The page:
http://en.wikipedia.org/wiki/Mybi








 

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Transport Advocate
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Discussion Starter · #18 ·
No contactless smartcard is chipless; the IC (the chip) is embedded within the card itself; ie in the inner most layer.
 

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Infrastructure
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Here is our contactless card system in Malaysia, the only one use nationally, from motorways, to public transports, paying parking fares and now, for commercial usage...

Touch n Go

Introduced in 1997, initially for motorway toll payments,now it is used for public transports and commercial transactions...



In 2008, a trial was done to test the use NFC (Near field communications) phones of Touch n Go readers

http://www.mobileworld.com.my/v2/in...over_Story/How_NFC_will_change_your_life.html



Touch n Go card reader on Rapid KL bus, if you wave the card for the first time on that day, the next subsequent rides on the same type of Rapid KL bus will be free (matching Rapid KL policy of unlimited one day bus ride ticket on same type of bus service class)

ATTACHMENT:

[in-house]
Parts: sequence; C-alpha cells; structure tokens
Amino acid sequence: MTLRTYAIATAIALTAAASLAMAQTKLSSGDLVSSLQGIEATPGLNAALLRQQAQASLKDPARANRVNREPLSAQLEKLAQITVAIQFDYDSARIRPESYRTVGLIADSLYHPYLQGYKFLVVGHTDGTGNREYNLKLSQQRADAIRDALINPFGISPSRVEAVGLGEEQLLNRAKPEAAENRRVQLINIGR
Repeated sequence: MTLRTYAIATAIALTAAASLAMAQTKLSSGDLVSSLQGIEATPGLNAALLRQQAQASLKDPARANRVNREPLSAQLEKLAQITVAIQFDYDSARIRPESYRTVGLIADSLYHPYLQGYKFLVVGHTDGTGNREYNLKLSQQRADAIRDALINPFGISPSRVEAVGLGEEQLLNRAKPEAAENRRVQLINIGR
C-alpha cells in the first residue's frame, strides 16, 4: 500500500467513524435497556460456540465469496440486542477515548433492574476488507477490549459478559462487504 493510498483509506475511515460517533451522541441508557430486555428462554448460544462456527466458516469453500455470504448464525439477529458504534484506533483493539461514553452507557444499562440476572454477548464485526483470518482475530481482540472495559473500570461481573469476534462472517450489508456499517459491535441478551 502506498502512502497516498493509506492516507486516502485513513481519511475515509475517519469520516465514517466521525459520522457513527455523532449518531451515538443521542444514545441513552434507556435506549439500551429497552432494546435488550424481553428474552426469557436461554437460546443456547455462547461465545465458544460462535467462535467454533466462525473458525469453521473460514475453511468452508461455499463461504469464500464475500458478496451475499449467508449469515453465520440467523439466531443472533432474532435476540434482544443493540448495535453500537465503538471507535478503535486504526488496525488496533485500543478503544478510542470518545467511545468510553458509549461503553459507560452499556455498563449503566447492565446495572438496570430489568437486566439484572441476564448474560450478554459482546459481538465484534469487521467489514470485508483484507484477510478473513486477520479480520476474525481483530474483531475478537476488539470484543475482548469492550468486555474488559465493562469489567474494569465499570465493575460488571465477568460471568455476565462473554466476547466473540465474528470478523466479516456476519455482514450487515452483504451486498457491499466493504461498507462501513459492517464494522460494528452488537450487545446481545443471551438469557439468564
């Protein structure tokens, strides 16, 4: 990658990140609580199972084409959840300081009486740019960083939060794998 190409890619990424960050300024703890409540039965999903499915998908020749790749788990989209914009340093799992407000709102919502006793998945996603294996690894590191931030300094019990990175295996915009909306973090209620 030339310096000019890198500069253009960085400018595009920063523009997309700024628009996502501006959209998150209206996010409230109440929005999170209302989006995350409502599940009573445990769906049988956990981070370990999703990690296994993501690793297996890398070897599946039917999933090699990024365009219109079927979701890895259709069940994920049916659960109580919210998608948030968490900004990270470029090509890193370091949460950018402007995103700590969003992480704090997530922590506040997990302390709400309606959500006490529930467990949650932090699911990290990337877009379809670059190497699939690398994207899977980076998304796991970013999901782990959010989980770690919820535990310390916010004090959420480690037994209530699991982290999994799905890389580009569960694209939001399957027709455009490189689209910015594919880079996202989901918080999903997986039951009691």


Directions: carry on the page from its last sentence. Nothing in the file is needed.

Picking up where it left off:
In Kuala Lumpur, rail lines that allow the use of Touch n Go are :

- Kelana Jaya line (Rapid KL)
- Ampang/Sri Petaling (Rapid KL)
- Sentul-Port Klang (KTM)
- Rawang-Seremban (KTM)

Some Malaysian identity cards has contactless card system chip embedded in it, thus you can see your own identity card as contactless card too!



Here are some commercial transactions using Touch n Go card...

- Dunkin Donuts



- Burger King